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What are charge cards?

Charge cards are similar to standard credit cards with one major exception.

Many people hearing the term charge card will say, “Charge what?”. That’s because you don’t see charge cards much anymore, with most providers sticking to regular credit cards. Today, the only major provider still offering them is American Express – and they still have a few excellent ones.

Compare charge cards below and discover how they differ from your typical credit card.

What is a charge card?

What’s the biggest difference between a credit card and a charge card?

  • You can carry a balance month to month on a credit card.
  • With a charge card, you have to pay your balance in full each month.

An easy way to tell if you’re looking at a charge card is by checking a card’s terms and conditions. For instance, here’s the pricing information for a credit card:

how a credit card differs from a charge card
You can see the interest rates under the “Purchase Annual Percentage Rate,” “Balance Transfer APR” and “Cash Advance APR” sections. You’ll also find information about an interest-free grace period and the minimum interest charge. This is a clear indication that you’re looking at a credit card.

Now let’s look at the pricing information for a charge card: the Platinum Card from American Express.
Picture not described: Screen-Shot-2019-03-29-at-7.28.56-PM.png Image: Getty
It specifically states under the “Annual Interest Rate” section that this card is a charge card.

Did you know?

Charge cards trace their roots back to the late 1800s, when companies issued metallic “charge plates” and “charge coins.” These were used to imprint customer information onto sales slips.

Can I apply for a charge card?

  • You’ll need to be at least 18 years of age, or the age of majority in your province or territory.
  • You will need to be a Canadian citizen or a permanent resident.
  • Card providers typically require good to excellent credit scores of 650 or higher for charge cards. This is because you pay your balance in full each month and the provider wants to know that you’re likely to repay your debt.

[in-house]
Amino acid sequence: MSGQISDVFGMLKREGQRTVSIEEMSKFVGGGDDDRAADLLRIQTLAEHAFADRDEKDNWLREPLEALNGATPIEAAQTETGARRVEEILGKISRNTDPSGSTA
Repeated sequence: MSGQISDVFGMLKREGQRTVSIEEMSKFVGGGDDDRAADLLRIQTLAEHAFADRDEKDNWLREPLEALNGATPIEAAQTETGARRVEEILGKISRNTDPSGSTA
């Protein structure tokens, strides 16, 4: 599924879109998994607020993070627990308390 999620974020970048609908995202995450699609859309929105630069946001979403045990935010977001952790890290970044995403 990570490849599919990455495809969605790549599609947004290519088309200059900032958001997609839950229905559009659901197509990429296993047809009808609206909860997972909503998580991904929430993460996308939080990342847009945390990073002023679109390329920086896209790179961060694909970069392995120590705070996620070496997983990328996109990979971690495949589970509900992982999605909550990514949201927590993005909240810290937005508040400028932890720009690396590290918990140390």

Compare charge cards

1 - 3 of 3
Name Product Welcome Offer Rewards Purchase Interest Rate Annual Fee Min. Credit Score Description
American Express Aeroplan Card
50,000 points
Up to 2x points
30% annual interest rate applies to balances not paid in full each month
$120
Min. recommended credit score: 700
Earn up to 50,000 welcome bonus Aeroplan points. New Cardmembers can earn up to $1,100 in value within the first year.
The Platinum Card from American Express
80,000 points
Up to 3x points per $1 spent
N/A
$699
Min. recommended credit score: 700
Earn up to 80,000 Membership Rewards points. Earn 60,000 Welcome Bonus points after you charge $6,000 to your card in the first 3 months. Plus, earn 20,000 points when you make a purchase between 14 and 17 months of Cardmembership.
American Express Business Gold Rewards Card
110,000 points
1 point per $1 spent
19.99%
$199
Min. recommended credit score: 700
Earn up to 110,000 Membership Rewards points. Earn a Welcome Bonus of 70,000 points after spending $5,000 in purchases within the first 3 months. Plus, earn 10,000 bonus points when you charge $20,000 in net purchases to your card each calendar quarter (that's a total of 40,000 points a year).
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How charge cards work

A charge card is slightly different from a credit card. You can use one just like you use any other card — simply swipe, tap or insert your card.

When your monthly card bill arrives, you have one choice: Pay the whole thing. A charge card can be convenient in that sense, because it forces you to clear your slate each month. It also means that you won’t pay interest on your purchases.

Credit limits vs. preset spending limits

When you’re approved for a credit card, your approval will include a credit limit — that is, an amount over which you can’t spend. A charge card, meanwhile, may advertise “no preset spending limit.”

Picture not described: Screen-Shot-2019-03-29-at-7.46.56-PM.png Image: Getty